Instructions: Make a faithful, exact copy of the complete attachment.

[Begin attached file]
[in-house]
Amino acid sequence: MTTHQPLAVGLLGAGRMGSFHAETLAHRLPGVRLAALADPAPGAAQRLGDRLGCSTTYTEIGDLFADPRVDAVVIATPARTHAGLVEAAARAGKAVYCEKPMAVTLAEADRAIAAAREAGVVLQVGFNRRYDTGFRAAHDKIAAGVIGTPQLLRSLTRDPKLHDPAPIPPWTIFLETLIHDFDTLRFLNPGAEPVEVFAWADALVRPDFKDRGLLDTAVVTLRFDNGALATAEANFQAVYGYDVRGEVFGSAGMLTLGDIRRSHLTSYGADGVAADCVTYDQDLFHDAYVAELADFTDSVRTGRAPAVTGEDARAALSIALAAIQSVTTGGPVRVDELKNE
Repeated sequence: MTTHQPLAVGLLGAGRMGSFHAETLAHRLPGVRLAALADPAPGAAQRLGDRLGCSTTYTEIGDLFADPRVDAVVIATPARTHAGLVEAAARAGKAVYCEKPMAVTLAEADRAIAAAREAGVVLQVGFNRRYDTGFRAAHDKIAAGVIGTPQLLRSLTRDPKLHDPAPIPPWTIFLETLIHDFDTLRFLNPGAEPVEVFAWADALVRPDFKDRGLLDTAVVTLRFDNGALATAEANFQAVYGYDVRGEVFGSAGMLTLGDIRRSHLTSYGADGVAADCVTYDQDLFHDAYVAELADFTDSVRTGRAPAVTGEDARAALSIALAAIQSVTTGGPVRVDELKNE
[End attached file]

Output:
[in-house]
Amino acid sequence: MTTHQPLAVGLLGAGRMGSFHAETLAHRLPGVRLAALADPAPGAAQRLGDRLGCSTTYTEIGDLFADPRVDAVVIATPARTHAGLVEAAARAGKAVYCEKPMAVTLAEADRAIAAAREAGVVLQVGFNRRYDTGFRAAHDKIAAGVIGTPQLLRSLTRDPKLHDPAPIPPWTIFLETLIHDFDTLRFLNPGAEPVEVFAWADALVRPDFKDRGLLDTAVVTLRFDNGALATAEANFQAVYGYDVRGEVFGSAGMLTLGDIRRSHLTSYGADGVAADCVTYDQDLFHDAYVAELADFTDSVRTGRAPAVTGEDARAALSIALAAIQSVTTGGPVRVDELKNE
Repeated sequence: MTTHQPLAVGLLGAGRMGSFHAETLAHRLPGVRLAALADPAPGAAQRLGDRLGCSTTYTEIGDLFADPRVDAVVIATPARTHAGLVEAAARAGKAVYCEKPMAVTLAEADRAIAAAREAGVVLQVGFNRRYDTGFRAAHDKIAAGVIGTPQLLRSLTRDPKLHDPAPIPPWTIFLETLIHDFDTLRFLNPGAEPVEVFAWADALVRPDFKDRGLLDTAVVTLRFDNGALATAEANFQAVYGYDVRGEVFGSAGMLTLGDIRRSHLTSYGADGVAADCVTYDQDLFHDAYVAELADFTDSVRTGRAPAVTGEDARAALSIALAAIQSVTTGGPVRVDELKNE